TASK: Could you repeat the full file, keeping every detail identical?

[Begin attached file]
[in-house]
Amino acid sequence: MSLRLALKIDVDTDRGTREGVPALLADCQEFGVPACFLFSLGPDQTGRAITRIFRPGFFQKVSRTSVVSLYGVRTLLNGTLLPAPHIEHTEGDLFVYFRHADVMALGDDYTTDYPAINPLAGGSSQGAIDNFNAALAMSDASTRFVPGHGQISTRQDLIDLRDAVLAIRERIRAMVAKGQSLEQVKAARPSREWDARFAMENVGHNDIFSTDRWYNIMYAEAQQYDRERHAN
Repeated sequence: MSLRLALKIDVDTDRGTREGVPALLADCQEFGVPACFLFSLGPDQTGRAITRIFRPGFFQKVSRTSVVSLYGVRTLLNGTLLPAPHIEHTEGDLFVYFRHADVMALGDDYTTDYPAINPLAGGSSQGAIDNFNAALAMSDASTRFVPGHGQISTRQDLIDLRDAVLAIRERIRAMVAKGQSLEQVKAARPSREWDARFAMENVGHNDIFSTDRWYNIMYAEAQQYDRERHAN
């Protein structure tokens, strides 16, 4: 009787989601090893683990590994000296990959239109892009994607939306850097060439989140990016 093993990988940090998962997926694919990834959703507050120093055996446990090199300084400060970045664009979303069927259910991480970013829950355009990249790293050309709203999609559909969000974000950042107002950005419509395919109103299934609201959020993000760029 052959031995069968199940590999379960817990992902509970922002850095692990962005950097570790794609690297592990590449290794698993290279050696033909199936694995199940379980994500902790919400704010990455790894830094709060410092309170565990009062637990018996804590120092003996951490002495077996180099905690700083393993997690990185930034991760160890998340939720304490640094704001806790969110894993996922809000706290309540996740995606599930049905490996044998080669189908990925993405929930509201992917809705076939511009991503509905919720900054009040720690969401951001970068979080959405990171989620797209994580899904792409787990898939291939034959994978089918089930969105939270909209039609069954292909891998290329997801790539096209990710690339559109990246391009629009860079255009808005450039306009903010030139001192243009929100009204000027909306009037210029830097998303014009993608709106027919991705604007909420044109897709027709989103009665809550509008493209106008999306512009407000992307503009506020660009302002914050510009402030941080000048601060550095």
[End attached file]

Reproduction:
[in-house]
Amino acid sequence: MSLRLALKIDVDTDRGTREGVPALLADCQEFGVPACFLFSLGPDQTGRAITRIFRPGFFQKVSRTSVVSLYGVRTLLNGTLLPAPHIEHTEGDLFVYFRHADVMALGDDYTTDYPAINPLAGGSSQGAIDNFNAALAMSDASTRFVPGHGQISTRQDLIDLRDAVLAIRERIRAMVAKGQSLEQVKAARPSREWDARFAMENVGHNDIFSTDRWYNIMYAEAQQYDRERHAN
Repeated sequence: MSLRLALKIDVDTDRGTREGVPALLADCQEFGVPACFLFSLGPDQTGRAITRIFRPGFFQKVSRTSVVSLYGVRTLLNGTLLPAPHIEHTEGDLFVYFRHADVMALGDDYTTDYPAINPLAGGSSQGAIDNFNAALAMSDASTRFVPGHGQISTRQDLIDLRDAVLAIRERIRAMVAKGQSLEQVKAARPSREWDARFAMENVGHNDIFSTDRWYNIMYAEAQQYDRERHAN
């Protein structure tokens, strides 16, 4: 009787989601090893683990590994000296990959239109892009994607939306850097060439989140990016 093993990988940090998962997926694919990834959703507050120093055996446990090199300084400060970045664009979303069927259910991480970013829950355009990249790293050309709203999609559909969000974000950042107002950005419509395919109103299934609201959020993000760029 052959031995069968199940590999379960817990992902509970922002850095692990962005950097570790794609690297592990590449290794698993290279050696033909199936694995199940379980994500902790919400704010990455790894830094709060410092309170565990009062637990018996804590120092003996951490002495077996180099905690700083393993997690990185930034991760160890998340939720304490640094704001806790969110894993996922809000706290309540996740995606599930049905490996044998080669189908990925993405929930509201992917809705076939511009991503509905919720900054009040720690969401951001970068979080959405990171989620797209994580899904792409787990898939291939034959994978089918089930969105939270909209039609069954292909891998290329997801790539096209990710690339559109990246391009629009860079255009808005450039306009903010030139001192243009929100009204000027909306009037210029830097998303014009993608709106027919991705604007909420044109897709027709989103009665809550509008493209106008999306512009407000992307503009506020660009302002914050510009402030941080000048601060550095």